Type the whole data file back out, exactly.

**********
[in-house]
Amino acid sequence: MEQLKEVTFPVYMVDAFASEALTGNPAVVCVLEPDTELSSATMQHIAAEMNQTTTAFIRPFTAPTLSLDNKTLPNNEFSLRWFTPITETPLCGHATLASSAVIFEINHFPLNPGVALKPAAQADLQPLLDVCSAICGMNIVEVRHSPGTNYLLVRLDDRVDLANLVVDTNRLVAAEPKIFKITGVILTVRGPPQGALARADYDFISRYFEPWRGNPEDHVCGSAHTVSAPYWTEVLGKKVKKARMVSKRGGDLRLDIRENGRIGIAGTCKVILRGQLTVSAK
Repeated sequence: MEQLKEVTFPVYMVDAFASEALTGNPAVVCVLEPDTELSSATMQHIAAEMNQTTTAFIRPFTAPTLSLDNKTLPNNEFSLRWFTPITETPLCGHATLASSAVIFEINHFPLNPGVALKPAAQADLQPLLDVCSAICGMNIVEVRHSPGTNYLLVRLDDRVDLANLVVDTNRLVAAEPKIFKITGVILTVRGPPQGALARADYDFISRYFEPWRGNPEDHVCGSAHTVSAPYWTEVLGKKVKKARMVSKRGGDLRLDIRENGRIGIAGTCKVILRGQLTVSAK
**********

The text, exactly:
[in-house]
Amino acid sequence: MEQLKEVTFPVYMVDAFASEALTGNPAVVCVLEPDTELSSATMQHIAAEMNQTTTAFIRPFTAPTLSLDNKTLPNNEFSLRWFTPITETPLCGHATLASSAVIFEINHFPLNPGVALKPAAQADLQPLLDVCSAICGMNIVEVRHSPGTNYLLVRLDDRVDLANLVVDTNRLVAAEPKIFKITGVILTVRGPPQGALARADYDFISRYFEPWRGNPEDHVCGSAHTVSAPYWTEVLGKKVKKARMVSKRGGDLRLDIRENGRIGIAGTCKVILRGQLTVSAK
Repeated sequence: MEQLKEVTFPVYMVDAFASEALTGNPAVVCVLEPDTELSSATMQHIAAEMNQTTTAFIRPFTAPTLSLDNKTLPNNEFSLRWFTPITETPLCGHATLASSAVIFEINHFPLNPGVALKPAAQADLQPLLDVCSAICGMNIVEVRHSPGTNYLLVRLDDRVDLANLVVDTNRLVAAEPKIFKITGVILTVRGPPQGALARADYDFISRYFEPWRGNPEDHVCGSAHTVSAPYWTEVLGKKVKKARMVSKRGGDLRLDIRENGRIGIAGTCKVILRGQLTVSAK